Next in our Cut Your Carbon Footprint series, we explore many ways to live a more sustainable life through our food habits.
Read on for guidance on how to minimize your carbon footprint and potentially improve your health. We’ll introduce methods such as: planning meals to reduce waste, growing your own food, and transitioning toward a more plant-based diet.
Join us over the next few months as we explore the intersection of yoga and activism. How yoga can be used as an agency for social good. The posts in this series will share lesser-known stories about activist and yoga leaders, yoga’s place in transformative movements, and as tools for activism. We will also examine aspects of yoga’s history and philosophy.
Madison is a graduate of Yoga District’s teacher training program. She hopes her series will deepen your spiritual connection to the practice along with motivating you to engage with yoga and activism in your own life.
Learn about meditation’s benefits and easy ways to start a practice during quarantine!
Meditation is a healthy and beneficial habit accessible to almost anyone. It is prevalent across yoga studios, many workplaces, and all kinds of lifestyles. There are even apps and video channels dedicated to guiding folks through the practice.
The benefits of meditation are wide-ranging. They include: improved sleep, lower anxiety, lower blood pressure, and reduced stress-induced inflammation (1).
Whether you have a steady practice, want to revisit it, or are curious about starting meditation, there is something for everyone. Find out which meditation practice(s) are best for you!
You enter a studio, take off your shoes, and step onto your mat. With a deep inhale and relaxing exhale, you begin your yoga class. Have you ever wondered why it’s customary to practice yoga barefoot? Or the reason you remove your shoes when entering a yoga studio?
Read on to learn about the cultural, practical, and physical reasons that yoga studios are shoeless.
On your mat, you close your eyes taking a deep breath in and out. If you are familiar with yoga, you have probably heard an instructor guide you to focus on your breathing (1). Breathing seems to be an intricate part of practicing yoga but breathwork can also be powerful on its own as well.
Yoga District instructor Emily defines breath-work, its different types, and what to expect in breathwork sessions.
“Most yoga that you practice is likely yang in nature like a Vinyasa Flow. A dynamic class that is active to a certain degree working your muscles, building strength, stamina and flexibility. In contrast Yin Yoga (1) is a stable and passive practice where grounded poses are held for about 3 to 5 minutes with gravity deepening the pose. When holding a yin pose it tends to feel almost meditative to me and pushes me to a new edge. I usually leave class feeling rejuvenated and a bit taller like my body has been stretched straight.”
Read on as Michelle, a Yoga District teacher, talks about her experience with Yin Yoga and maybe try a Yin class or her Yin workshop for yourself.
Mindfulness is the ability to be aware of one’s feelings, thoughts, and actions in the present moment.
If you are ever swept up by emotions during communicating with others or struggle to know your role in relationships, then being more mindful can help.
Mindfulness is a strategy for being more present in your conversations resulting in a more positive and healthy outcome. Marci, a Yoga District teacher, intuitive coach, and healer, shares her insights about how to cultivate mindful, loving relationships. Feel free to attend her May 12th workshop to learn more.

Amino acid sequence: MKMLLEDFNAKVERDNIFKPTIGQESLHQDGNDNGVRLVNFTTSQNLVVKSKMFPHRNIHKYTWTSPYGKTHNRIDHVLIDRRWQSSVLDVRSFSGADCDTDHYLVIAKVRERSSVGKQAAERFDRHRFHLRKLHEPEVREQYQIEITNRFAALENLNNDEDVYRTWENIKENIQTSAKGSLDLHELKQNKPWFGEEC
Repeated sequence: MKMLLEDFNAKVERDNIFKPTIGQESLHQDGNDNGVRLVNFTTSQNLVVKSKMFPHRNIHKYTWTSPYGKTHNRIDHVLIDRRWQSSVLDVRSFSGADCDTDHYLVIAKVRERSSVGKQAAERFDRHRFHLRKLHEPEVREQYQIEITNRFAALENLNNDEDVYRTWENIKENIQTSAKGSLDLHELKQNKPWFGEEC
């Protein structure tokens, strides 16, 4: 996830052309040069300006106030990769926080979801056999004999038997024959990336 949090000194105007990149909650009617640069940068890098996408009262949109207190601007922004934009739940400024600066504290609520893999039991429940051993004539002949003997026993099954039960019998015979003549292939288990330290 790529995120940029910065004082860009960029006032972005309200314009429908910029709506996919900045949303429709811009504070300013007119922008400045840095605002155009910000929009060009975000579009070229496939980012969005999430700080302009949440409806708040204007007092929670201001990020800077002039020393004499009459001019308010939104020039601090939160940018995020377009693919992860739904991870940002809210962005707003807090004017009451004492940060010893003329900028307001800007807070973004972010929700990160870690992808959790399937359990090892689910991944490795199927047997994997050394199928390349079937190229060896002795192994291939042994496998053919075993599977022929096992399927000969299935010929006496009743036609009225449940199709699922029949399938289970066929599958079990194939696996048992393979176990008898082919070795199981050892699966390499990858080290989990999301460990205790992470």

It’s time again to dispel some common myths about yoga. A yoga practice is for anyone, at any time, anywhere. Don’t let yoga misconceptions stop you seeking to start a practice or broaden an existing one.
Check out our first post to learn about 5 other Yoga Myths that Yoga District debunked.
Read the myths below to learn some truths about yoga and feel reinvigorated to make it part of your life.
There are a lot of misconceptions surrounding who does (and does not) participate in yoga. But, it’s important to know that the practice of yoga welcomes all people–not just one, particular type of person.
Keep reading to learn about five of the most common yoga myths.
The diverse family of DC yoga teachers at Yoga District are dedicated to making yoga accessible to everyone through a huge variety of yoga class types, from vinyasa flow to restorative and beyond. Most Yoga District teachers are graduates of Yoga District’s nationally-attended 200 hour teacher training program. All Yoga District classes focus on coordinating breath with body movement to promote flexibility, strength, and peace of mind. We strongly believe in yoga as therapy, so catch one of our classes whenever you need a healthy dose of self-care.
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The Yoga District 200 and 500 hour teacher training certification programs, registered by the Yoga Alliance are unique in their emphasis on diversity of teaching styles studied, personal attention, and trauma sensitive yoga. It's no coincidence that Yoga District is regularly voted the leading studio in the nation's capital, and that most of its classes are taught by graduates of its training program. As a full time yoga school, small group trainings are led up to eight times a year by a dedicated faculty including Jasmine Chehrazi, contributor to the Harvard Karma Yoga Project teacher training, teacher training faculty at George Washington University, Yoga Alliance Standards Committee Advisory Board Member, Yoga Activist Founder, and Yoga Service Council Advisory Board Member. So take your practice and community involvement to the next level by joining a training. There's a reason why our graduates call the training "transformative."
Check out the yoga teacher training »